Bruce E. Cooper, Cooper, Friedman & Butler, Harrisburg, for appellant.
J. Andrew Smyser, Deputy Atty. Gen., Benjamin Lerner, Deputy Atty. Gen., Israel Packel, Atty. Gen., Pennsylvania Dept. of Justice, Harrisburg, for appellees.
Arlen Specter, Philadelphia, for National Fraternal Order of Police (Grand Lodge), amicus curiae.
Richard M. Goldberg, Hourigan, Kluger & Spohrer Associates, Wilkes-Barre, for amicus curiae.
Jones, C. J., and Eagen, O'Brien, Roberts, Pomeroy, Nix and Manderino, JJ. Jones, C. J., and Pomeroy, J., concur in the result.
Appellant, Joseph Dussia, a Lieutenant Colonel of the Pennsylvania State Police presently under suspension, instituted an action in equity in the Commonwealth Court seeking permanent injunctive relief from his pending court-martial. The action was instituted against James D. Barger, the Commissioner of the Pennsylvania State Police Department, and the individual members of the Court-Martial Board. The court-martial proceeding had been instituted by the Commissioner for the purpose of
considering certain improprieties allegedly committed by Dussia in the performance of his duties. In the event the charges are established the Board would have the option to recommend to the Commissioner that Dussia be discharged or demoted in rank. In the event of his exoneration the Board would be empowered to recommend reinstatement with back pay.
The Commonwealth Court sitting en banc denied appellant's request for injunctive relief and this appeal followed.
A number of assignments of error have been raised and will be treated ad seriatim. Appellant first asserts that his constitutional right to a fair hearing will be denied if the court-martial proceedings are permitted to continue because of the Commissioner's bias against him. The testimony pertaining to this point focused upon the content of a telephone conversation between the Commissioner and appellant. Although appellant's version of the conversation would tend to indicate that the Commissioner was biased against him, the Commonwealth Court found the Commissioner's representations to the contrary more credible. The court below concluded that Barger's statements were "only an effort to apprise the appellant that there was evidence against him and to suggest that resignation should be considered." They found that the record failed to establish that Barger had, in fact, formed an opinion as to appellant's guilt or innocence and, therefore, could objectively perform his function. While the record presents a close question as to whose version is correct we believe the findings of fact made by the Commonwealth Court are supported by adequate evidence and, thus, will not be disturbed on appeal.*fn1 Snow v. Corsica Construction Company, 459 Pa. 528,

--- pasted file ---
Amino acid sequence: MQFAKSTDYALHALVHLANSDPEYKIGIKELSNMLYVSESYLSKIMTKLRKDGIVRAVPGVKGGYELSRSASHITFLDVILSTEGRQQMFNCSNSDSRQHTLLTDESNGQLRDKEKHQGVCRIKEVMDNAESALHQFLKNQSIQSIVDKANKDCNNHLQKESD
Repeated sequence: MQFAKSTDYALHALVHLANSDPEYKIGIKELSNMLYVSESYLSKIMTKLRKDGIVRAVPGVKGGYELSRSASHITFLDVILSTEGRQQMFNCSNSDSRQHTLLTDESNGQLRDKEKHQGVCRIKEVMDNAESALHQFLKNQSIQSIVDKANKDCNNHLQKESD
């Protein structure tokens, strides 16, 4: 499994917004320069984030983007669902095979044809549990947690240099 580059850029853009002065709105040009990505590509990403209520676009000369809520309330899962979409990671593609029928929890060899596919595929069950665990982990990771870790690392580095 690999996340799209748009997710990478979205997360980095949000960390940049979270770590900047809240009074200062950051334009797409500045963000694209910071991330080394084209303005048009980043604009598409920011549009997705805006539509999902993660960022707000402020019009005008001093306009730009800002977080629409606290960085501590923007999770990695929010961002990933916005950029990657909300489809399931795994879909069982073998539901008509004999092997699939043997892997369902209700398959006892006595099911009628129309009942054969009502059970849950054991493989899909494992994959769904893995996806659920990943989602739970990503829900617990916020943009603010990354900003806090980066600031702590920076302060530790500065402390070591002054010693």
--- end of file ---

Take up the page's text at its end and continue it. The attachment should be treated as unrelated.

A.2d 887 (1974); Berkowitz v. Mayflower, 455 Pa. 531, 317 A.2d 584 (1974); Anthony v. Perose, 455 Pa. 233, 312 A.2d 360 (1973); Yuhas v. Schmidt, 434 Pa. 447, 258 A.2d 616 (1969); Hankin v. Goodman, 432 Pa. 98, 246 A.2d 658 (1968).
Appellant next asserts that Section 711*fn2 of the Administrative Code is an unconstitutional delegation of
power by the legislature because it fails to provide any legislative standards to guide the Commissioner in the performance of the duties provided for therein. We do not agree.
In Ruch v. Wilhelm, 352 Pa. 586, 43 A.2d 894 (1945) this Court was called upon to consider an earlier version of Section 711 of the Administrative Code, Act of April 9, 1929, P.L. 177, as amended, Act of June 29, 1937, P.L. 2436. That section provided that the Commissioner establish rules and regulations for the filing and hearing of charges against members of the state police.*fn3 There
we noted the existence of the power of the Commissioner under common law to remove any employee within the department at his pleasure either for cause or without cause.
"Under the common law, therefore, they are subject, like all other Commonwealth employes, to removal at the pleasure of the appointing power, either for cause or without cause, unless there is legislative provision to the contrary." Id. at 588-89, 43 A.2d at 895. (Footnote omitted) We held that the language of 711 would not be considered as a legislative attempt to confer tenure upon state police employees and that the Commissioner had an option to either exercise his common law right or to employ the procedures set forth in the regulations promulgated pursuant to 711. This decision is significant in our present inquiry in that it establishes that at the time of the most recent amendment of 711 the Commissioner still possessed his unfettered power to discharge at his pleasure.*fn ...